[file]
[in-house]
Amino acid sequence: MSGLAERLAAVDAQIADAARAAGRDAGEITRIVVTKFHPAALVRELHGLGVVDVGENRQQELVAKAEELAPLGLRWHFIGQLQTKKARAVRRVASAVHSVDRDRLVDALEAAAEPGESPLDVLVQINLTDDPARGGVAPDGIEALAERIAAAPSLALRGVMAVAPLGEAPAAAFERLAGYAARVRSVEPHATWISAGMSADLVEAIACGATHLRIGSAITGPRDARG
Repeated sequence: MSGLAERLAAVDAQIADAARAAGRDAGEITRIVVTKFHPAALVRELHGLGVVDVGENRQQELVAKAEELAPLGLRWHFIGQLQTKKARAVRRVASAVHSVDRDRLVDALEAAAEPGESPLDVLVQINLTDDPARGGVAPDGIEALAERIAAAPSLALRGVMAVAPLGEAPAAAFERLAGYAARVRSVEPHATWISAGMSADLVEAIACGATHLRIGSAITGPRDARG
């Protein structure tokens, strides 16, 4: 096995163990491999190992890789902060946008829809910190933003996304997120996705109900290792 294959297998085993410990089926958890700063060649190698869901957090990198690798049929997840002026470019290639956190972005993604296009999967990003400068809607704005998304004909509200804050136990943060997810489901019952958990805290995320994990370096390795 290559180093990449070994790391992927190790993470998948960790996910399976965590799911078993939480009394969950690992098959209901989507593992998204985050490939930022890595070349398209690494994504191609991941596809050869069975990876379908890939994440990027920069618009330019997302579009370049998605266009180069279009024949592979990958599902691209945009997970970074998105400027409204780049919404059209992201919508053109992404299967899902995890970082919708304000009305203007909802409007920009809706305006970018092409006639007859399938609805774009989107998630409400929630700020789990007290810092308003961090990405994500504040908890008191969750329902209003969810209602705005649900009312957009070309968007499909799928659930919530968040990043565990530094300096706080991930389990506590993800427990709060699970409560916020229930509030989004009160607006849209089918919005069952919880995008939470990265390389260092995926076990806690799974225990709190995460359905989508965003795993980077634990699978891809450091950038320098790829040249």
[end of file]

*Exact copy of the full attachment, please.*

[in-house]
Amino acid sequence: MSGLAERLAAVDAQIADAARAAGRDAGEITRIVVTKFHPAALVRELHGLGVVDVGENRQQELVAKAEELAPLGLRWHFIGQLQTKKARAVRRVASAVHSVDRDRLVDALEAAAEPGESPLDVLVQINLTDDPARGGVAPDGIEALAERIAAAPSLALRGVMAVAPLGEAPAAAFERLAGYAARVRSVEPHATWISAGMSADLVEAIACGATHLRIGSAITGPRDARG
Repeated sequence: MSGLAERLAAVDAQIADAARAAGRDAGEITRIVVTKFHPAALVRELHGLGVVDVGENRQQELVAKAEELAPLGLRWHFIGQLQTKKARAVRRVASAVHSVDRDRLVDALEAAAEPGESPLDVLVQINLTDDPARGGVAPDGIEALAERIAAAPSLALRGVMAVAPLGEAPAAAFERLAGYAARVRSVEPHATWISAGMSADLVEAIACGATHLRIGSAITGPRDARG
């Protein structure tokens, strides 16, 4: 096995163990491999190992890789902060946008829809910190933003996304997120996705109900290792 294959297998085993410990089926958890700063060649190698869901957090990198690798049929997840002026470019290639956190972005993604296009999967990003400068809607704005998304004909509200804050136990943060997810489901019952958990805290995320994990370096390795 290559180093990449070994790391992927190790993470998948960790996910399976965590799911078993939480009394969950690992098959209901989507593992998204985050490939930022890595070349398209690494994504191609991941596809050869069975990876379908890939994440990027920069618009330019997302579009370049998605266009180069279009024949592979990958599902691209945009997970970074998105400027409204780049919404059209992201919508053109992404299967899902995890970082919708304000009305203007909802409007920009809706305006970018092409006639007859399938609805774009989107998630409400929630700020789990007290810092308003961090990405994500504040908890008191969750329902209003969810209602705005649900009312957009070309968007499909799928659930919530968040990043565990530094300096706080991930389990506590993800427990709060699970409560916020229930509030989004009160607006849209089918919005069952919880995008939470990265390389260092995926076990806690799974225990709190995460359905989508965003795993980077634990699978891809450091950038320098790829040249």